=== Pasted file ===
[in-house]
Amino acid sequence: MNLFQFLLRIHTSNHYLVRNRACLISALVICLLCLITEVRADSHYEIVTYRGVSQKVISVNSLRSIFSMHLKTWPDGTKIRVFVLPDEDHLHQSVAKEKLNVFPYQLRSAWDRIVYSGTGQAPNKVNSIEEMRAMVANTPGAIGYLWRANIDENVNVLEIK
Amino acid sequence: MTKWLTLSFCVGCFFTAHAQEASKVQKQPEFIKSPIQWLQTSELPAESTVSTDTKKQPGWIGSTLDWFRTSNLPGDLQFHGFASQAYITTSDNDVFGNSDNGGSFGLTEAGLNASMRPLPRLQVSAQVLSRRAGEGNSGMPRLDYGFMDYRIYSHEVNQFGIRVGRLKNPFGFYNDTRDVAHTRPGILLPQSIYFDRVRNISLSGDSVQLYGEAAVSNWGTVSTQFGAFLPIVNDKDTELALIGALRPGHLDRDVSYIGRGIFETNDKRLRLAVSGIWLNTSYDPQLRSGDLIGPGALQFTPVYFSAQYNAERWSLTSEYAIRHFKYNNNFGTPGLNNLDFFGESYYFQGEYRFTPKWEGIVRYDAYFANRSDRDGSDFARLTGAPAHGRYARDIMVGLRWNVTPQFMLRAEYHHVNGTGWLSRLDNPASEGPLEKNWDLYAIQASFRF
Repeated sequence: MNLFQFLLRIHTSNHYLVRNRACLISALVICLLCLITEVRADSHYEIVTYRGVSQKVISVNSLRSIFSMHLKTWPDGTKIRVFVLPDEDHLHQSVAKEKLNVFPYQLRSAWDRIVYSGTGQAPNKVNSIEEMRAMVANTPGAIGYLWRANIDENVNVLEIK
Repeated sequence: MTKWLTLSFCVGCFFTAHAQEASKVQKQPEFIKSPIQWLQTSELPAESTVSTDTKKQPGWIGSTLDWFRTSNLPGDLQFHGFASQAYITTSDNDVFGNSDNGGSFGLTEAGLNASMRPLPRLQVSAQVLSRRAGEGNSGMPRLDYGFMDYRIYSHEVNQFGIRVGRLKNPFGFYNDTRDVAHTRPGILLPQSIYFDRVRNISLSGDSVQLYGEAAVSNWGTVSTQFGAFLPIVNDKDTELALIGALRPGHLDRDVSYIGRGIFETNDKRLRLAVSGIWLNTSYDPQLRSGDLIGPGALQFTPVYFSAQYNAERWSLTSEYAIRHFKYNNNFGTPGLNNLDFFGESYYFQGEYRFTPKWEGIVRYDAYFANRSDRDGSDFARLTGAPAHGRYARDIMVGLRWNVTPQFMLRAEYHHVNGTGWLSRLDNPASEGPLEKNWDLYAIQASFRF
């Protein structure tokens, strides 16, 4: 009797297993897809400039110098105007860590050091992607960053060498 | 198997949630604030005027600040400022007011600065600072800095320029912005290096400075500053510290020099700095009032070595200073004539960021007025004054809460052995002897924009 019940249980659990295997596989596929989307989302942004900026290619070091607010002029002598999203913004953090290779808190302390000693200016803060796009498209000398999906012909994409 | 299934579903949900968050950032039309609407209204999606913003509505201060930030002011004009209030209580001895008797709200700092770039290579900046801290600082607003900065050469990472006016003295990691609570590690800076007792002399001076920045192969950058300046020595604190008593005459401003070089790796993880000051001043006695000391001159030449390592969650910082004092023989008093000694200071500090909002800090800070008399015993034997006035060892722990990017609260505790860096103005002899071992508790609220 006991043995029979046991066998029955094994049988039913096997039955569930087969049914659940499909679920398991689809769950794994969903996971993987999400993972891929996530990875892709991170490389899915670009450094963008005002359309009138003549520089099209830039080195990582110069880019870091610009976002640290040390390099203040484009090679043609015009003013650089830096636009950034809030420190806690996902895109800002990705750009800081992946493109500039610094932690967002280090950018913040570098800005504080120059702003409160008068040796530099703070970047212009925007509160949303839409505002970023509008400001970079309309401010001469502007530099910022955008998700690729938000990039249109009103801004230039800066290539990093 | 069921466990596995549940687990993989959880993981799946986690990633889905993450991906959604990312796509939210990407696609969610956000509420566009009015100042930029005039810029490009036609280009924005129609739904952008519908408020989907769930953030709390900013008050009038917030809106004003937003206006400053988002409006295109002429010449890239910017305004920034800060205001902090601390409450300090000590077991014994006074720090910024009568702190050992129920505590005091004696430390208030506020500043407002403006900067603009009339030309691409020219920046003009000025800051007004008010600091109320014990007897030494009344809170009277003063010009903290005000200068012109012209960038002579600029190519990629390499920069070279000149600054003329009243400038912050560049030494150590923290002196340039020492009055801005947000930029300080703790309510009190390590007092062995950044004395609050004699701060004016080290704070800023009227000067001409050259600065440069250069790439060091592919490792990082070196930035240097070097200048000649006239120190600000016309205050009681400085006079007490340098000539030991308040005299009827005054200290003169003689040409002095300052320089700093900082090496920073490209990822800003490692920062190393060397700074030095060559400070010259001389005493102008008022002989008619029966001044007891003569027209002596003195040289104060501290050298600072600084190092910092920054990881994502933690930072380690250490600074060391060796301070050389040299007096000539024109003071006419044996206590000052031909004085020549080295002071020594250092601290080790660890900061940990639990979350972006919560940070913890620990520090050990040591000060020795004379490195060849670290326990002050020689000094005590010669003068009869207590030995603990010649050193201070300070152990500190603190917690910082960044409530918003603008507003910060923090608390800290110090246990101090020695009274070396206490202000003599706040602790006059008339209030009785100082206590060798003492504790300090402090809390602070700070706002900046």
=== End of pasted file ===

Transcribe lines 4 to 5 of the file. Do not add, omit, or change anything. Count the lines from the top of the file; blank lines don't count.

Repeated sequence: MNLFQFLLRIHTSNHYLVRNRACLISALVICLLCLITEVRADSHYEIVTYRGVSQKVISVNSLRSIFSMHLKTWPDGTKIRVFVLPDEDHLHQSVAKEKLNVFPYQLRSAWDRIVYSGTGQAPNKVNSIEEMRAMVANTPGAIGYLWRANIDENVNVLEIK
Repeated sequence: MTKWLTLSFCVGCFFTAHAQEASKVQKQPEFIKSPIQWLQTSELPAESTVSTDTKKQPGWIGSTLDWFRTSNLPGDLQFHGFASQAYITTSDNDVFGNSDNGGSFGLTEAGLNASMRPLPRLQVSAQVLSRRAGEGNSGMPRLDYGFMDYRIYSHEVNQFGIRVGRLKNPFGFYNDTRDVAHTRPGILLPQSIYFDRVRNISLSGDSVQLYGEAAVSNWGTVSTQFGAFLPIVNDKDTELALIGALRPGHLDRDVSYIGRGIFETNDKRLRLAVSGIWLNTSYDPQLRSGDLIGPGALQFTPVYFSAQYNAERWSLTSEYAIRHFKYNNNFGTPGLNNLDFFGESYYFQGEYRFTPKWEGIVRYDAYFANRSDRDGSDFARLTGAPAHGRYARDIMVGLRWNVTPQFMLRAEYHHVNGTGWLSRLDNPASEGPLEKNWDLYAIQASFRF